That’s supported by findings from an exclusive Harris Poll conducted in January for Fast Company, which found that out of 1,092 U.S. adults, some 35% said they are more likely to support a brand if it supports abortion rights, while 28% would be more likely to support a brand that opposed them.
So why should companies feel a responsibility to take a public stance on such a personal, and often polarizing, matter? In an op-ed for Fast Company last week, Yelp CEO Jeremy Stoppelman explained why he’s been one of the few CEOs to speak out, and why Yelp will cover costs for employees traveling out of state. “Remaining silent on the issue of reproductive rights flies in the face of any public pledges professing a desire to create more diverse and inclusive companies,” he wrote. Nearly one in four women will have an abortion in their lifetime, which makes this an issue that touches virtually every company’s workforce.
Companies also have an obligation to their employees because so many workers obtain health insurance through their employer. And where health insurance is involved, things inevitably get complicated because coverage differs by state and company. In states with the most restrictive laws—like, say, Missouri—both private insurance plans and those offered under the Affordable Care Act don’t cover most abortions.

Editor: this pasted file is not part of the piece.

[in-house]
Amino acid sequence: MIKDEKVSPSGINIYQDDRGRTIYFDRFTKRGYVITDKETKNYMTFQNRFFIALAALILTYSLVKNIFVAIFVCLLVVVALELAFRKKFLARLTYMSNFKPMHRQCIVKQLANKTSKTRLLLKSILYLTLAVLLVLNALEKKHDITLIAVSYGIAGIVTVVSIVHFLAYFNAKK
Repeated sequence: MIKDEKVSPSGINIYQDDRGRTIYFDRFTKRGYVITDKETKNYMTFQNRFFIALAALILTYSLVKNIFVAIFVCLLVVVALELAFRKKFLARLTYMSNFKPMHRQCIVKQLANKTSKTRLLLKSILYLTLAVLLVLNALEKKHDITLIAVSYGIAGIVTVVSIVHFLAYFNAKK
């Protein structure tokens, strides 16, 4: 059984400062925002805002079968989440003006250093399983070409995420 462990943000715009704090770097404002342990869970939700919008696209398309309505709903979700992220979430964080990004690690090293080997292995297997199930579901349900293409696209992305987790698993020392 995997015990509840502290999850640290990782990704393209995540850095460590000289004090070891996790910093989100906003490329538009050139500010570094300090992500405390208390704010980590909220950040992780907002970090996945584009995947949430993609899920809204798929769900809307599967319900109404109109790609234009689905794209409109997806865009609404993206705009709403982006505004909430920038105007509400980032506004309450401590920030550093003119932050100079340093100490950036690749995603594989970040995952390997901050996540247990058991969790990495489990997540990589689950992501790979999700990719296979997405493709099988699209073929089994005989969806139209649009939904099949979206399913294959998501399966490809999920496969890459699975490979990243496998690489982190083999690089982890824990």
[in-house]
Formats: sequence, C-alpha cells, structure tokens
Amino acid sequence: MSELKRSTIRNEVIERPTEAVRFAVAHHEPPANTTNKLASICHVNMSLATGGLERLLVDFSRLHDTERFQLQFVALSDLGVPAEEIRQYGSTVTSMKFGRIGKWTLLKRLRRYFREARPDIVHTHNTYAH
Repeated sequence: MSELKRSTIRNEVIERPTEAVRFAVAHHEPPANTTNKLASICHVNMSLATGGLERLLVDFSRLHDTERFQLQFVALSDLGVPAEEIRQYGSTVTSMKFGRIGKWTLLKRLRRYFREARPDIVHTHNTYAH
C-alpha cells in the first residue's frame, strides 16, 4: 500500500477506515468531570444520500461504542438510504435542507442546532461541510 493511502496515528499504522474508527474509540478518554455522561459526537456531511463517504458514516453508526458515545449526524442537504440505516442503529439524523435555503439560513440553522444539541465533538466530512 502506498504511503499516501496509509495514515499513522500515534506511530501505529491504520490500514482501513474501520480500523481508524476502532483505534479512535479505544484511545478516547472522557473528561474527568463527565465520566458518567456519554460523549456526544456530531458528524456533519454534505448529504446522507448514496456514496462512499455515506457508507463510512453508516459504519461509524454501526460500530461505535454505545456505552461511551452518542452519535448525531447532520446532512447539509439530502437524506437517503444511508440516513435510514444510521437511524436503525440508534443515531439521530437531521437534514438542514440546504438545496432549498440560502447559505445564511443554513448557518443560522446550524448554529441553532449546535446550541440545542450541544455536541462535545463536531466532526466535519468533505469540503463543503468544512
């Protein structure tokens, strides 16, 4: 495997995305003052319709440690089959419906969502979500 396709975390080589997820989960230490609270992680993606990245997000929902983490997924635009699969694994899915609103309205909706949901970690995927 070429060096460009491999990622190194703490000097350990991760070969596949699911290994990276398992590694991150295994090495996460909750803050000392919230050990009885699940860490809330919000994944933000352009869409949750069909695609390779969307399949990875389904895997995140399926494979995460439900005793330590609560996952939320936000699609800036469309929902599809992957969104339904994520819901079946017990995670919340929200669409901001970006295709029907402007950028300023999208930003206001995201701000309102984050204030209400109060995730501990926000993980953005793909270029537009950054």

Access to abortion, and all reproductive care, allows people who can get pregnant the ability to fully participate in the labor force, especially in a country with no paid leave or universal childcare. The impact of access has been even more significant for Black women, who have seen a marked increase in workforce participation since Roe. Women who were unable to get an abortion were three times more likely to be unemployed after six months when compared to women with abortion access, according to a study in the American Journal of Public Health. A dearth of safe, accessible reproductive care will continue to disproportionately affect low-wage workers and otherwise marginalized communities, including LGBTQ and disabled employees.
Last week, Treasury Secretary Janet Yellen emphasized that curbing access to legal abortions would be a major setback for women. “I believe that eliminating the rights of women to make decisions about when and whether to have children would have very damaging effects on the economy and would set women back decades,” she said. Beyond the impact to individuals, state-level abortion restrictions also reportedly cost the U.S. economy about $105 billion each year, due to women leaving the workforce, reducing overall earnings, and increasing turnover.
Making the strict business case to corporations about the necessity of abortion access can feel callous—it can be a matter of life and death for pregnant people, after all. But honing in on a company’s bottom line is the entire strategy being employed by some shareholder activists.